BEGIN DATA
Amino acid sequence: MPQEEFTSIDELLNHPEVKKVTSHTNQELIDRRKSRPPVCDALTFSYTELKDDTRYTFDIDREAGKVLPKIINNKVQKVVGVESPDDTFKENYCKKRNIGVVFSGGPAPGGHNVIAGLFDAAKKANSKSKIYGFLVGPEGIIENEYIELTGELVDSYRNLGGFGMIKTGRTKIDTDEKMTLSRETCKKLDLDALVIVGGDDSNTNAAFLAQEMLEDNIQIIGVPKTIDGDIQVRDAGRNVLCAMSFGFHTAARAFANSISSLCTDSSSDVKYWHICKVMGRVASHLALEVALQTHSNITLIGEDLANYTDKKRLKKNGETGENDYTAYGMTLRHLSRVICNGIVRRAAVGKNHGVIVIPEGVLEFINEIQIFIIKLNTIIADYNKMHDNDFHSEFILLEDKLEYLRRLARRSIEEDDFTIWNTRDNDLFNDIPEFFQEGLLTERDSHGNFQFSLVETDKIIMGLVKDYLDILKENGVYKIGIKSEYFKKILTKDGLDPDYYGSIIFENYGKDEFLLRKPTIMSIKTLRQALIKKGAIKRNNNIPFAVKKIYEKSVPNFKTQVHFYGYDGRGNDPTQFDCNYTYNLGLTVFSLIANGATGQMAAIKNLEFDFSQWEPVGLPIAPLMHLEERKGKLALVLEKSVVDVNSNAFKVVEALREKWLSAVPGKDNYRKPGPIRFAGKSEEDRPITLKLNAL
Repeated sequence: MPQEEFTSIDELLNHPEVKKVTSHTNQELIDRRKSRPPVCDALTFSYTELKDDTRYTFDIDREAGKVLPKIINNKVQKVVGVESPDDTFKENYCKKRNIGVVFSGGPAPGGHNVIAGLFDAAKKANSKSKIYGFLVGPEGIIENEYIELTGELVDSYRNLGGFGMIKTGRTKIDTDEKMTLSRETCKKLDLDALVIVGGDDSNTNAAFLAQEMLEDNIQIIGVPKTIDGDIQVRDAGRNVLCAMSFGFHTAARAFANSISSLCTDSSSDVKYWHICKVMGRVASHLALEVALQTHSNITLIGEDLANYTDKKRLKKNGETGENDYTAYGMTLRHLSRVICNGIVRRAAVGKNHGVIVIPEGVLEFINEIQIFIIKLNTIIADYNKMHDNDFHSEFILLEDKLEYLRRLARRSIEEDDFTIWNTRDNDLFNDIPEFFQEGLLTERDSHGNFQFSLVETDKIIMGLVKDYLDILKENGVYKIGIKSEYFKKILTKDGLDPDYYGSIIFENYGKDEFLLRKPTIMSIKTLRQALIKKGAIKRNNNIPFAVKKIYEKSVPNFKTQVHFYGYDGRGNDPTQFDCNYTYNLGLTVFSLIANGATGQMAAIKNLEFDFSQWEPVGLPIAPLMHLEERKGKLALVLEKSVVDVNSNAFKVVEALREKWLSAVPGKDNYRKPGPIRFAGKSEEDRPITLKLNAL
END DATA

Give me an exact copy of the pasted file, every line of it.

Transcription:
Amino acid sequence: MPQEEFTSIDELLNHPEVKKVTSHTNQELIDRRKSRPPVCDALTFSYTELKDDTRYTFDIDREAGKVLPKIINNKVQKVVGVESPDDTFKENYCKKRNIGVVFSGGPAPGGHNVIAGLFDAAKKANSKSKIYGFLVGPEGIIENEYIELTGELVDSYRNLGGFGMIKTGRTKIDTDEKMTLSRETCKKLDLDALVIVGGDDSNTNAAFLAQEMLEDNIQIIGVPKTIDGDIQVRDAGRNVLCAMSFGFHTAARAFANSISSLCTDSSSDVKYWHICKVMGRVASHLALEVALQTHSNITLIGEDLANYTDKKRLKKNGETGENDYTAYGMTLRHLSRVICNGIVRRAAVGKNHGVIVIPEGVLEFINEIQIFIIKLNTIIADYNKMHDNDFHSEFILLEDKLEYLRRLARRSIEEDDFTIWNTRDNDLFNDIPEFFQEGLLTERDSHGNFQFSLVETDKIIMGLVKDYLDILKENGVYKIGIKSEYFKKILTKDGLDPDYYGSIIFENYGKDEFLLRKPTIMSIKTLRQALIKKGAIKRNNNIPFAVKKIYEKSVPNFKTQVHFYGYDGRGNDPTQFDCNYTYNLGLTVFSLIANGATGQMAAIKNLEFDFSQWEPVGLPIAPLMHLEERKGKLALVLEKSVVDVNSNAFKVVEALREKWLSAVPGKDNYRKPGPIRFAGKSEEDRPITLKLNAL
Repeated sequence: MPQEEFTSIDELLNHPEVKKVTSHTNQELIDRRKSRPPVCDALTFSYTELKDDTRYTFDIDREAGKVLPKIINNKVQKVVGVESPDDTFKENYCKKRNIGVVFSGGPAPGGHNVIAGLFDAAKKANSKSKIYGFLVGPEGIIENEYIELTGELVDSYRNLGGFGMIKTGRTKIDTDEKMTLSRETCKKLDLDALVIVGGDDSNTNAAFLAQEMLEDNIQIIGVPKTIDGDIQVRDAGRNVLCAMSFGFHTAARAFANSISSLCTDSSSDVKYWHICKVMGRVASHLALEVALQTHSNITLIGEDLANYTDKKRLKKNGETGENDYTAYGMTLRHLSRVICNGIVRRAAVGKNHGVIVIPEGVLEFINEIQIFIIKLNTIIADYNKMHDNDFHSEFILLEDKLEYLRRLARRSIEEDDFTIWNTRDNDLFNDIPEFFQEGLLTERDSHGNFQFSLVETDKIIMGLVKDYLDILKENGVYKIGIKSEYFKKILTKDGLDPDYYGSIIFENYGKDEFLLRKPTIMSIKTLRQALIKKGAIKRNNNIPFAVKKIYEKSVPNFKTQVHFYGYDGRGNDPTQFDCNYTYNLGLTVFSLIANGATGQMAAIKNLEFDFSQWEPVGLPIAPLMHLEERKGKLALVLEKSVVDVNSNAFKVVEALREKWLSAVPGKDNYRKPGPIRFAGKSEEDRPITLKLNAL